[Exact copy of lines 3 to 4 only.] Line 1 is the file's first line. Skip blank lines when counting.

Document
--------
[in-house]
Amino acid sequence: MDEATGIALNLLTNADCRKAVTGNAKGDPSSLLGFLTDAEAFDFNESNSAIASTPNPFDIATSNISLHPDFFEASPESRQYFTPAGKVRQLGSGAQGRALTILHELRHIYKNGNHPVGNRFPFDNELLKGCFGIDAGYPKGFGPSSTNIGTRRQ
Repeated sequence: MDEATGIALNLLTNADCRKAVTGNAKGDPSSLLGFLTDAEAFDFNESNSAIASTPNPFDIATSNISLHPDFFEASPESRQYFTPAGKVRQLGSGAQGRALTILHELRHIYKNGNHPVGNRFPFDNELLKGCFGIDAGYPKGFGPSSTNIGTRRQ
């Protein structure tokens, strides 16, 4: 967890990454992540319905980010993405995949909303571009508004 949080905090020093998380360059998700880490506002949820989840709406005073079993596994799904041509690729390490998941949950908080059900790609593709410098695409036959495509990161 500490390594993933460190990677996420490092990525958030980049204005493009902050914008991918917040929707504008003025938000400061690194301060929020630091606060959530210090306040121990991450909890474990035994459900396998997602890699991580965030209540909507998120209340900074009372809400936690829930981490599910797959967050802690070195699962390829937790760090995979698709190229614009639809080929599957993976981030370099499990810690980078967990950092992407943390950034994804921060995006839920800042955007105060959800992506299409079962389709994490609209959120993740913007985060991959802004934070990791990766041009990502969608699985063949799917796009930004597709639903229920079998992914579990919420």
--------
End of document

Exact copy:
Repeated sequence: MDEATGIALNLLTNADCRKAVTGNAKGDPSSLLGFLTDAEAFDFNESNSAIASTPNPFDIATSNISLHPDFFEASPESRQYFTPAGKVRQLGSGAQGRALTILHELRHIYKNGNHPVGNRFPFDNELLKGCFGIDAGYPKGFGPSSTNIGTRRQ
């Protein structure tokens, strides 16, 4: 967890990454992540319905980010993405995949909303571009508004 949080905090020093998380360059998700880490506002949820989840709406005073079993596994799904041509690729390490998941949950908080059900790609593709410098695409036959495509990161 500490390594993933460190990677996420490092990525958030980049204005493009902050914008991918917040929707504008003025938000400061690194301060929020630091606060959530210090306040121990991450909890474990035994459900396998997602890699991580965030209540909507998120209340900074009372809400936690829930981490599910797959967050802690070195699962390829937790760090995979698709190229614009639809080929599957993976981030370099499990810690980078967990950092992407943390950034994804921060995006839920800042955007105060959800992506299409079962389709994490609209959120993740913007985060991959802004934070990791990766041009990502969608699985063949799917796009930004597709639903229920079998992914579990919420």